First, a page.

Those races are then qualified, and followed by other links in a chain of qualifications which extends through many pages and an incredible range of sensory perceptions. We are dealing with the repetitions and surfaces of a very particular brand of writing, one that came about and shook its readers shortly after the Second World War and which has lost some of its reputation by virtue of our readily shrinking attention spans. True enough, without a brilliant architect behind its towers the nouveau roman can become a dreary exercise in concatenation; at its best, however, it is as close as literature can get to painting its own picture. No image exists without the wealth of otherness in its vicinity; and no person can be an island unto himself without the tidal wave of sensation from the millions of other living beings breathing his air and distracting him from the solipsistic extremes to which, we are told, he is naturally prone.
As opposed to other proponents within the movement (with the notable exception of this recently deceased French writer, its greatest representative), Simon is much more cohesive and allegorical than one would first imagine. Yes, his world is fractured along the aleatory whims of association, proximity and pure chance. But from among these pieces he fashions an alternative reality that is richer than that of his contemporaries or, for that matter, the silly ramblings of so many modern writers who eschew plot in favor of an old shoebox of scattered observations that are neither interesting nor artistic. On every page Simon's artistry prevents him from slipping into such easy victories of style. His parenthetical commentary (the second word of the novel is already trapped within its bubble) often supersedes the plain text before and after it, and we come to see that it is the circumjacent detail that outranks the prime focus. Even a funeral can seem fragmented along the numerous storylines that it obliges to intersect:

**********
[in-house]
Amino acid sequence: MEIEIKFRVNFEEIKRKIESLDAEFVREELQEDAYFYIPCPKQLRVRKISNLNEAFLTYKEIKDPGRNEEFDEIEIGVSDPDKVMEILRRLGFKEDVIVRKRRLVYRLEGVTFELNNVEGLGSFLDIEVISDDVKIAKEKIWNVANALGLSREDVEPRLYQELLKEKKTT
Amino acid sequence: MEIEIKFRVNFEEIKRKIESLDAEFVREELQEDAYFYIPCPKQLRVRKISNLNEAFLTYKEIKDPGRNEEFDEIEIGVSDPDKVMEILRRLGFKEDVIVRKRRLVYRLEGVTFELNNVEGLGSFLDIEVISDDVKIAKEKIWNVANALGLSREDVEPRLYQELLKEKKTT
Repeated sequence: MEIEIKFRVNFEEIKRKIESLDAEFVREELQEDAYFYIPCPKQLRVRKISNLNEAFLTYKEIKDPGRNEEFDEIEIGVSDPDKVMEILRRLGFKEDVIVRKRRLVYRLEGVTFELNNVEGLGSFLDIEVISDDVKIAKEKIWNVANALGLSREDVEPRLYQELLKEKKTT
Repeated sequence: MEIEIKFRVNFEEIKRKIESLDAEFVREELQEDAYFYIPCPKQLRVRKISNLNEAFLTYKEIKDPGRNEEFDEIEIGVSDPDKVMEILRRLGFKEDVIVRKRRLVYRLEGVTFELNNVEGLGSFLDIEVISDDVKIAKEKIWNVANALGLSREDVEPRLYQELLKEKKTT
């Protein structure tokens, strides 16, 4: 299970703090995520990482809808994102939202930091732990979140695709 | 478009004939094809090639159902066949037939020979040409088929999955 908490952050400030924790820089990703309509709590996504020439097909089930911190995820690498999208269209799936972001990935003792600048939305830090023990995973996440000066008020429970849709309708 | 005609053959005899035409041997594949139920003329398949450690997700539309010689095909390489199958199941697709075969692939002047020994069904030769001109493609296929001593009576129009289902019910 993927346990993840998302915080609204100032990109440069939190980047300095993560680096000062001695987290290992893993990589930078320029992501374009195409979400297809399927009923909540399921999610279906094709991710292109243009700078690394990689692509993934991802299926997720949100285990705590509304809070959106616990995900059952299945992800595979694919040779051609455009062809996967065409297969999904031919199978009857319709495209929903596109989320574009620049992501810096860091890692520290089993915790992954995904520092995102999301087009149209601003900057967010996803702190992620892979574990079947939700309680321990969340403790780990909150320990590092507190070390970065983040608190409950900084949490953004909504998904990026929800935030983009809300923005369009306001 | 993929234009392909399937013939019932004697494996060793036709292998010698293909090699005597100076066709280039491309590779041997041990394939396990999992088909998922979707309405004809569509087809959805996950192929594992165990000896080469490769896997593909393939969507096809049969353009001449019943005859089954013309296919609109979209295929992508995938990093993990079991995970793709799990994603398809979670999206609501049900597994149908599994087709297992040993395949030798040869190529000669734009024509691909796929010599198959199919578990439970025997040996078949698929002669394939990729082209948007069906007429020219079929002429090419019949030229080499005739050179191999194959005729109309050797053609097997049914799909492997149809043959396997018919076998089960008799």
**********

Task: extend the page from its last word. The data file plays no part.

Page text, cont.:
(... the bust of the new General Secretary now cut off by the parapet at the top of the cube of red marble at that place where, before him, so many old men were kept, surrounded by the highest dignitaries with, to his immediate left, looking at him, a man with a fur hat atop a pensive face, devastated, akin perhaps to an old and tired wolf (maybe not old exactly, just devastated; maybe not interested, just pensive), whereas the new General Secretary had his head uncovered, with his baldness, his surprisingly young almost doll-like features, scrutinized and evaluated by millions of men, women, diplomats, journalists, and creators of theories) ... and now, seated at the end of that table which so resembled the table of some dull administrative board of some joint stock company or perhaps didn't, or that of an international bank or perhaps not that of an international bank, with its tray waxed like a mirror, its glasses and bottles of mineral water, in that room of bare walls without a single portrait, neither of his predecessors nor of him.
There is so much to admire about this passage and countless others, all perfectly waxed and reflecting each and every other page like a perverse hall of mirrors. Simon is read less than he should be precisely because we have grown allergic to longer paragraphs (such as the book-long masterpieces of this Austrian writer) and prefer our literature like our scotch: neat and plain. But then again, the truth is rarely as neat or plain as we might hope.